Activity studies in the presence of DNA indicated a modest but notable stimulative effect of DNA. This effect was primarily on the Km (~3-fold lowering) and did not significantly affect the Vmax (Fig. 7). Thus, like dGTP binding, DNA also has an allosteric effect. We hypothesize that this effect is similar to the cooperative effect of increasing dGTP concentrations. Thus, binding of DNA to the allosteric cleft promotes increased substrate binding in the two active sites of the affected Dgt dimer. Indeed, no cooperativity is noted when DNA is present (hyperbolic curve instead of a sigmoidal curve). This allosteric effect of DNA resembles the stimulative effect of dNTP binding to a second site in the E. faecalis EF1143 enzyme (35).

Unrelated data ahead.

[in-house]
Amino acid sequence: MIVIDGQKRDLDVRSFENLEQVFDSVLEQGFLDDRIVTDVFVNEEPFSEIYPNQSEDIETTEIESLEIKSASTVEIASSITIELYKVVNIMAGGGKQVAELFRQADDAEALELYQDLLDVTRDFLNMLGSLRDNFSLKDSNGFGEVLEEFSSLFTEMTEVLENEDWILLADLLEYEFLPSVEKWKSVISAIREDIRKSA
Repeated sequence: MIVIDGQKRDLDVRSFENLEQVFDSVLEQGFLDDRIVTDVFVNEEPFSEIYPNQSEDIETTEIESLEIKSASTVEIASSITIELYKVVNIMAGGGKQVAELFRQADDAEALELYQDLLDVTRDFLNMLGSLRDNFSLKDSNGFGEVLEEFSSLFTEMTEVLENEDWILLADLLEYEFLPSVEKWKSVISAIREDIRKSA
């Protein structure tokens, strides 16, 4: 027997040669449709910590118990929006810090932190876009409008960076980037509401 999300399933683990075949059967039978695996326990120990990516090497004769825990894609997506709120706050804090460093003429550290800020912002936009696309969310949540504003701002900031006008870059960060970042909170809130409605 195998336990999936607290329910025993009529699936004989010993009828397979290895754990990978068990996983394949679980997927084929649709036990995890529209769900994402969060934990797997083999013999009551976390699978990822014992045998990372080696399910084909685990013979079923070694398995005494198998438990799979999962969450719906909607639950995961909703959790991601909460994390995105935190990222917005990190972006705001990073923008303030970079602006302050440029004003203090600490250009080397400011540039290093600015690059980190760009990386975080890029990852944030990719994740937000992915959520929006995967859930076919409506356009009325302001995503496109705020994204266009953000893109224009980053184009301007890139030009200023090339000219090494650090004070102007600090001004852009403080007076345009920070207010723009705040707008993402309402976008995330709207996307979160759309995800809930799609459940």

Further information was obtained from the S34D/G37E mutant carrying negative charges in the DNA binding groove. As expected, the mutant enzyme was defective in DNA binding and could not stimulate dGTP hydrolysis (Fig. 8B). Interestingly, the S34D/G37E substitution by itself altered the kinetic behavior of the enzyme in the absence of DNA (Fig. 8A). The lowering of the Km and loss of sigmoidality suggest that the mutant enzyme is constitutively activated, perhaps due to a widening of the DNA binding cleft due to the amino acid substitutions, which may resemble the DNA-mediated widening of the cleft.